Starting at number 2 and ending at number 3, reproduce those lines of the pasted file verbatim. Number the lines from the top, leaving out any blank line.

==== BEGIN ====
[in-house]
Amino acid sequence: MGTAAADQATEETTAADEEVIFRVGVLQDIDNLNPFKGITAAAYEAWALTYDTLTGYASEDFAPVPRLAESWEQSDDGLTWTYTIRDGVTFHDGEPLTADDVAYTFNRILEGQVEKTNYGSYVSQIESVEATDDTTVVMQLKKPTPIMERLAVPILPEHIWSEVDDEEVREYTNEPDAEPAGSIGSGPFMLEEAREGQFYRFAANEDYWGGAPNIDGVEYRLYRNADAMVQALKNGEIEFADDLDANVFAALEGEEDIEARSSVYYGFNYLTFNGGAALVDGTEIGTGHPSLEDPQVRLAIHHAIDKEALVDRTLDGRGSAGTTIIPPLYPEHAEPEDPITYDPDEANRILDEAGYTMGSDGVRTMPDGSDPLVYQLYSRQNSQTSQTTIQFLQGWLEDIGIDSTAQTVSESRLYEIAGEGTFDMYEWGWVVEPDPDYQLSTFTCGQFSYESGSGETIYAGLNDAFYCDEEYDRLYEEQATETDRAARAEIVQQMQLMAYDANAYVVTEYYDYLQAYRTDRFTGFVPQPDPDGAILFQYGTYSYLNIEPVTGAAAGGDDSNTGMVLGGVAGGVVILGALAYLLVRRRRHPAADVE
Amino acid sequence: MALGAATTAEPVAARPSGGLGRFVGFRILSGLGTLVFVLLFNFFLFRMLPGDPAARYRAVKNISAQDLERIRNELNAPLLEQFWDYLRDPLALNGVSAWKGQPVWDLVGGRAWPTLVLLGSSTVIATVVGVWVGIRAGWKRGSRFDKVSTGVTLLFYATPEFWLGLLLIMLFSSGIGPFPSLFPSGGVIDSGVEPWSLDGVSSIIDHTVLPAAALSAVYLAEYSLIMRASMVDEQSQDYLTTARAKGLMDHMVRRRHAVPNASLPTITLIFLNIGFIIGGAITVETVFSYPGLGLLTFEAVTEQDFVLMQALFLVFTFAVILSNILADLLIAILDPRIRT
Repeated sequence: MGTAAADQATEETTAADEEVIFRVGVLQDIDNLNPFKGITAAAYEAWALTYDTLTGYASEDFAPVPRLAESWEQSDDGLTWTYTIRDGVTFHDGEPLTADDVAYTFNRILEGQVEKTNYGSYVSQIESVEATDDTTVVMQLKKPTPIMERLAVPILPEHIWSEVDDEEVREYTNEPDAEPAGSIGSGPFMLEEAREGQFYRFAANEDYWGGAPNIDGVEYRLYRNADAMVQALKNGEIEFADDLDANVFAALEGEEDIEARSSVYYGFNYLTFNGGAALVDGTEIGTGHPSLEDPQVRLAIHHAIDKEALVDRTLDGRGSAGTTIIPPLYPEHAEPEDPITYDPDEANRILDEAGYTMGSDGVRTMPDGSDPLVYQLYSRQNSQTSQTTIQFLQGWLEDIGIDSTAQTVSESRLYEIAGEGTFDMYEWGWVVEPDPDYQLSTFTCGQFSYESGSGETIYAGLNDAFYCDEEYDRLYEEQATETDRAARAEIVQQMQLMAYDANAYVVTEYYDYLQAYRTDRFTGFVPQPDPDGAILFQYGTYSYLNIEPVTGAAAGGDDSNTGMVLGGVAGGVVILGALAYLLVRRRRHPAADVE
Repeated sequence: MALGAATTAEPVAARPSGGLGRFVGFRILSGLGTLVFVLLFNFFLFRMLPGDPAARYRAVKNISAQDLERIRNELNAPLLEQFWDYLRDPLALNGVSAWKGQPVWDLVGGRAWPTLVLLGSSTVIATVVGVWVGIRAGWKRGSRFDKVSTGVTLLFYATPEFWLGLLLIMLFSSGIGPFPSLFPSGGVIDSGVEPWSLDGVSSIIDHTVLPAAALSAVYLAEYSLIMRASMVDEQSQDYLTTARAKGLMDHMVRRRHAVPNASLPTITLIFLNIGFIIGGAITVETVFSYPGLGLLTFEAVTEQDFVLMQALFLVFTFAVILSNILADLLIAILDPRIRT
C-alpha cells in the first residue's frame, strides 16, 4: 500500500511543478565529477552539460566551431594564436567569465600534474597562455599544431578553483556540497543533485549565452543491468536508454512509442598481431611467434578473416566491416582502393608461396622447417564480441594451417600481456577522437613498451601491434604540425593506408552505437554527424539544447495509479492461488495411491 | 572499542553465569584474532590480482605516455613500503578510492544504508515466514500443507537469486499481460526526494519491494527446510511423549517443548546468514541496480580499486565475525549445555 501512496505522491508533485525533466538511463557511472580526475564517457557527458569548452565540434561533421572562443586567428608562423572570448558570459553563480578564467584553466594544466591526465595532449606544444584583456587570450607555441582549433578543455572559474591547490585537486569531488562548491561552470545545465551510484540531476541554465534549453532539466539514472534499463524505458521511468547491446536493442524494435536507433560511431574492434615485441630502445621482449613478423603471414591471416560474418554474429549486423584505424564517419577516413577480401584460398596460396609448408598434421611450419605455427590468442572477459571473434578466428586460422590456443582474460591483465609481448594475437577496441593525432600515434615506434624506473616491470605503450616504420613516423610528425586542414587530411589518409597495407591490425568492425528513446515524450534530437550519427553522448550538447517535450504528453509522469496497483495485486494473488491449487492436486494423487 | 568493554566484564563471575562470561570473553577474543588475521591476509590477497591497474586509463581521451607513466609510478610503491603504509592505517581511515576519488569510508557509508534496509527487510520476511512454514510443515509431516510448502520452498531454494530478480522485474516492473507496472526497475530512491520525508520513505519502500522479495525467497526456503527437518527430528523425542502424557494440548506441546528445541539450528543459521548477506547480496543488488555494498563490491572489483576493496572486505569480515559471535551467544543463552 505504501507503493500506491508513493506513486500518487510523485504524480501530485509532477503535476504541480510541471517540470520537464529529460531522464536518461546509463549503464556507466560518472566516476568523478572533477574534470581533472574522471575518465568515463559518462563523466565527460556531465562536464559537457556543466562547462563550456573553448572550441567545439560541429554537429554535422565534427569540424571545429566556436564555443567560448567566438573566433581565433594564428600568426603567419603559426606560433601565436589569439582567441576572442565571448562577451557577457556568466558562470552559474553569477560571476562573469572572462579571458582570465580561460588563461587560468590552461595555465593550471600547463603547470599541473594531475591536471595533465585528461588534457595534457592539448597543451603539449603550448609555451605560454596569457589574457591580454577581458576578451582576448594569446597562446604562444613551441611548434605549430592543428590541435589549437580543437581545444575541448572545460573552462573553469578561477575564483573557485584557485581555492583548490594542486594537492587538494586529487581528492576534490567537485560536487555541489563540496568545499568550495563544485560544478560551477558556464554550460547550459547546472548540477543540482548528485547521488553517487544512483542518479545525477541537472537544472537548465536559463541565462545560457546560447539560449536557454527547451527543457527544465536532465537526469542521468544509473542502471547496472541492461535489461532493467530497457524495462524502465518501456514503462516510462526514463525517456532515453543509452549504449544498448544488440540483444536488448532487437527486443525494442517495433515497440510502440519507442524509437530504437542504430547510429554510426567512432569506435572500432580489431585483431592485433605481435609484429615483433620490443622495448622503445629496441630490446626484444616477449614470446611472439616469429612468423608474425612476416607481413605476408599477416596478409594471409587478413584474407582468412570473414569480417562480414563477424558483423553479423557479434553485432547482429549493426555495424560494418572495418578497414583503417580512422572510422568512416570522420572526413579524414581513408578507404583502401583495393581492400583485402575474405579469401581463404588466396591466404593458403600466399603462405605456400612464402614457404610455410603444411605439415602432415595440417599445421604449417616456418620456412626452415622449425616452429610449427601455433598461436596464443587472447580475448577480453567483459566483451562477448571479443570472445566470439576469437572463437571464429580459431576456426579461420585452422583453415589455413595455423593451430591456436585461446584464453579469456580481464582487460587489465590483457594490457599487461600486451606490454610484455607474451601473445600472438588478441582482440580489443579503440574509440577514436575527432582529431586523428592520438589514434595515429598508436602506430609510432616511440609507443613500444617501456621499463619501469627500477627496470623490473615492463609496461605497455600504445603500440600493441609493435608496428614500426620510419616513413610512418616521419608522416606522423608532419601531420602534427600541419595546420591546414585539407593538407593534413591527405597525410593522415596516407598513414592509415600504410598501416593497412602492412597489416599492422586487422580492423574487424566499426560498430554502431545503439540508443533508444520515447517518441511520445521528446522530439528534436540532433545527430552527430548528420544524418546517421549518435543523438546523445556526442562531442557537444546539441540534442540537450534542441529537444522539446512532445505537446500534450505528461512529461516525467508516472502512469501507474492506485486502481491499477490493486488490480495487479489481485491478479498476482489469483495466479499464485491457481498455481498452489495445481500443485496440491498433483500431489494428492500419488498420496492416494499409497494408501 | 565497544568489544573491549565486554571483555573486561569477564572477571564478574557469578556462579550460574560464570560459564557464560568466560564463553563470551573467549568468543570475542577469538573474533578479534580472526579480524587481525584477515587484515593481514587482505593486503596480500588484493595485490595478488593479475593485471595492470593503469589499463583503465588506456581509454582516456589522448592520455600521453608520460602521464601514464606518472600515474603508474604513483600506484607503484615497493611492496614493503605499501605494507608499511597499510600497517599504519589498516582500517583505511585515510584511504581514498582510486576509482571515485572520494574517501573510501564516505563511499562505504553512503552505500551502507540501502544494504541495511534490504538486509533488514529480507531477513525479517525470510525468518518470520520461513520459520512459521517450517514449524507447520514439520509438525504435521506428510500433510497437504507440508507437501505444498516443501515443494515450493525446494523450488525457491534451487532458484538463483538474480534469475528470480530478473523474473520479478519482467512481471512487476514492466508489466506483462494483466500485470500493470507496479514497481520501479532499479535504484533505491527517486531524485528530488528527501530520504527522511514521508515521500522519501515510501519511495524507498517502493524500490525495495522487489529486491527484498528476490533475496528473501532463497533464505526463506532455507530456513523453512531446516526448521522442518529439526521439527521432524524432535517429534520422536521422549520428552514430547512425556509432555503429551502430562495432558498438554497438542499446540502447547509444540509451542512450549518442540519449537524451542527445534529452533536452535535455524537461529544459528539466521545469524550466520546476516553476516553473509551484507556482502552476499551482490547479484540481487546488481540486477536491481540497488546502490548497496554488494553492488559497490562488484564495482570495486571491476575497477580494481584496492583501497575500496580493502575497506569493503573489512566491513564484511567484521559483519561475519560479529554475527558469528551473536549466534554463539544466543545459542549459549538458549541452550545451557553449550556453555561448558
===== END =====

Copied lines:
Amino acid sequence: MGTAAADQATEETTAADEEVIFRVGVLQDIDNLNPFKGITAAAYEAWALTYDTLTGYASEDFAPVPRLAESWEQSDDGLTWTYTIRDGVTFHDGEPLTADDVAYTFNRILEGQVEKTNYGSYVSQIESVEATDDTTVVMQLKKPTPIMERLAVPILPEHIWSEVDDEEVREYTNEPDAEPAGSIGSGPFMLEEAREGQFYRFAANEDYWGGAPNIDGVEYRLYRNADAMVQALKNGEIEFADDLDANVFAALEGEEDIEARSSVYYGFNYLTFNGGAALVDGTEIGTGHPSLEDPQVRLAIHHAIDKEALVDRTLDGRGSAGTTIIPPLYPEHAEPEDPITYDPDEANRILDEAGYTMGSDGVRTMPDGSDPLVYQLYSRQNSQTSQTTIQFLQGWLEDIGIDSTAQTVSESRLYEIAGEGTFDMYEWGWVVEPDPDYQLSTFTCGQFSYESGSGETIYAGLNDAFYCDEEYDRLYEEQATETDRAARAEIVQQMQLMAYDANAYVVTEYYDYLQAYRTDRFTGFVPQPDPDGAILFQYGTYSYLNIEPVTGAAAGGDDSNTGMVLGGVAGGVVILGALAYLLVRRRRHPAADVE
Amino acid sequence: MALGAATTAEPVAARPSGGLGRFVGFRILSGLGTLVFVLLFNFFLFRMLPGDPAARYRAVKNISAQDLERIRNELNAPLLEQFWDYLRDPLALNGVSAWKGQPVWDLVGGRAWPTLVLLGSSTVIATVVGVWVGIRAGWKRGSRFDKVSTGVTLLFYATPEFWLGLLLIMLFSSGIGPFPSLFPSGGVIDSGVEPWSLDGVSSIIDHTVLPAAALSAVYLAEYSLIMRASMVDEQSQDYLTTARAKGLMDHMVRRRHAVPNASLPTITLIFLNIGFIIGGAITVETVFSYPGLGLLTFEAVTEQDFVLMQALFLVFTFAVILSNILADLLIAILDPRIRT